Share This Page

Marine 'brothers' from South Hills mark Bataan anniversary

| Wednesday, April 10, 2013, 12:04 a.m.
Andrew Russell | Tribune-Review
Joseph Turba Jr. (right) of the South Hills Marine Corps League holds aloft the Marine flag as Duane Lober (middle) and Andy Gavel make adjustments on Tuesday, April 9, 2013, during the second Memory Walk to mark the anniversary of the April 9, 1942, Bataan Death March. The event was held at the Brooke County Library in Wellsburg, W.Va.
Duane Lober of the South Hills Marine Corps League holds aloft the American flag during the second Memory Walk to mark the anniversary of the April 9, 1942, Bataan Death March. The memorial was held at the Brooke County Library in Wellsburg, W.Va., on Tuesday, April 9, 2013.

Marine veteran Ron Strang concedes that after serving tours of duty in Iraq and Afghanistan and being seriously injured by a roadside bomb, he could put his eight-year military career behind him to pursue civilian life.

But Strang, 29, of Scott couldn't pass on the opportunity to join a contingent of retired Marines who traveled to Wellsburg, W.Va., on Tuesday for an event to mark the 71st anniversary of World War II's Bataan Death March in the Philippines.

“No matter what their age, Marines are part of a brotherhood — Once a Marine, always a Marine,” said Strang, who joined other members of the Marine Corps League South Hills Detachment 726 Pittsburgh for the trip to Wellsburg. “I try to spend as much time as I can with these guys. They have a great deal of knowledge and experience to offer.”

This is the second year a commemoration was held at the tiny Brooke County Library in Wellsburg, which is believed to hold one of the world's largest collections of documents and memorabilia related to Bataan.

The collection was built around the substantial donation of material by Ed Jackfert, a prisoner of war survivor and former Wellsburg resident.

Veterans and descendants, including many carrying placards with photos of death march POWs, walked a several-block-long loop through the streets of Wellsburg to mark the anniversary.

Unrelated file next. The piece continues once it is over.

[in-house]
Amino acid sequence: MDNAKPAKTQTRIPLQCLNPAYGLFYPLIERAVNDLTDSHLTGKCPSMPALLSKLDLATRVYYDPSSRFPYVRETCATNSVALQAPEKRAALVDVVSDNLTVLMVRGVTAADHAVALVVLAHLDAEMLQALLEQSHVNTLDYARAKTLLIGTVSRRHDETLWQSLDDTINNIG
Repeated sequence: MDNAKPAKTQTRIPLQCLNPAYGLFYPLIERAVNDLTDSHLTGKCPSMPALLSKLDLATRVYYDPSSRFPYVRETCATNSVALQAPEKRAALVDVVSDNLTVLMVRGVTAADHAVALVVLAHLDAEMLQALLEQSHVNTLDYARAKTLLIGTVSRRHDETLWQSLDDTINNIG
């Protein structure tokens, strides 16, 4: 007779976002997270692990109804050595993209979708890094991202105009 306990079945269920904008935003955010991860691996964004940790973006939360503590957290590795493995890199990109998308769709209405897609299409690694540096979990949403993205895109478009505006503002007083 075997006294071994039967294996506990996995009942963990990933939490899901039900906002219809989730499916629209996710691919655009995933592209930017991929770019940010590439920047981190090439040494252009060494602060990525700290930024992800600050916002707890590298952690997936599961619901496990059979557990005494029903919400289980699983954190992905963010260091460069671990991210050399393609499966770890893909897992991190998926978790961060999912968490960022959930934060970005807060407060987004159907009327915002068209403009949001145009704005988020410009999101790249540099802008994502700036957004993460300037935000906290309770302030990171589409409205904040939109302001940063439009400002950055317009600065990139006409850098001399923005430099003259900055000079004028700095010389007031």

The so-called death march began with the end of the Battle of Bataan on April 9, 1942, when about 12,000 U.S. soldiers and 63,000 Filipino military forces — malnourished and ill after months of fighting with inadequate food and medical supplies — were captured by the Japanese.

During the 111-mile walk to prisoner-of-war camps, an estimated 700 Americans and 10,000 Filipino forces died or were executed along the way.

Rodel Quemado, 49, of O'Hara, whose father survived the death march, brought his four children — ages 16, 15, 9 and 5 — to help them better understand the hardships their grandfather endured.

“My dad survived the march, but he never said much about the experience,” said Quemado, a member of the Filipino American Association of Pittsburgh. “I think this is a good way for my kids to better understand and appreciate what he and others went through.”

World War II Army veteran Joe Vater, 96, of Kennedy, who was captured in the Philippines in May 1942 and spent the rest of the war in a POW camp, said despite their harsh treatment at the hands of the Japanese, they never felt forgotten.

“They made us do labor and beat a lot of us, but we tried to make the best of it because we knew sooner or later we would be free,” Vater said. “But we did lose a lot of men.”

Mary McCorts Blaine, whose father was captured and placed in a prisoner of war camp, traveled to Wellsburg from Harrisburg to honor the sacrifice made by him and his fellow soldiers.

“A lot of people, especially young ones, don't know much about what happened,” she said. “I think it's important to keep the memory of all those soldiers alive so we never forget how much they suffered.”

Tony LaRussa is a staff writer for Trib Total Media. He can be reached at 412-320-7987 or tlarussa@tribweb.com.

TribLIVE commenting policy

You are solely responsible for your comments and by using TribLive.com you agree to our Terms of Service.

We moderate comments. Our goal is to provide substantive commentary for a general readership. By screening submissions, we provide a space where readers can share intelligent and informed commentary that enhances the quality of our news and information.

While most comments will be posted if they are on-topic and not abusive, moderating decisions are subjective. We will make them as carefully and consistently as we can. Because of the volume of reader comments, we cannot review individual moderation decisions with readers.

We value thoughtful comments representing a range of views that make their point quickly and politely. We make an effort to protect discussions from repeated comments either by the same reader or different readers

We follow the same standards for taste as the daily newspaper. A few things we won't tolerate: personal attacks, obscenity, vulgarity, profanity (including expletives and letters followed by dashes), commercial promotion, impersonations, incoherence, proselytizing and SHOUTING. Don't include URLs to Web sites.

We do not edit comments. They are either approved or deleted. We reserve the right to edit a comment that is quoted or excerpted in an article. In this case, we may fix spelling and punctuation.

We welcome strong opinions and criticism of our work, but we don't want comments to become bogged down with discussions of our policies and we will moderate accordingly.

We appreciate it when readers and people quoted in articles or blog posts point out errors of fact or emphasis and will investigate all assertions. But these suggestions should be sent via e-mail. To avoid distracting other readers, we won't publish comments that suggest a correction. Instead, corrections will be made in a blog post or in an article.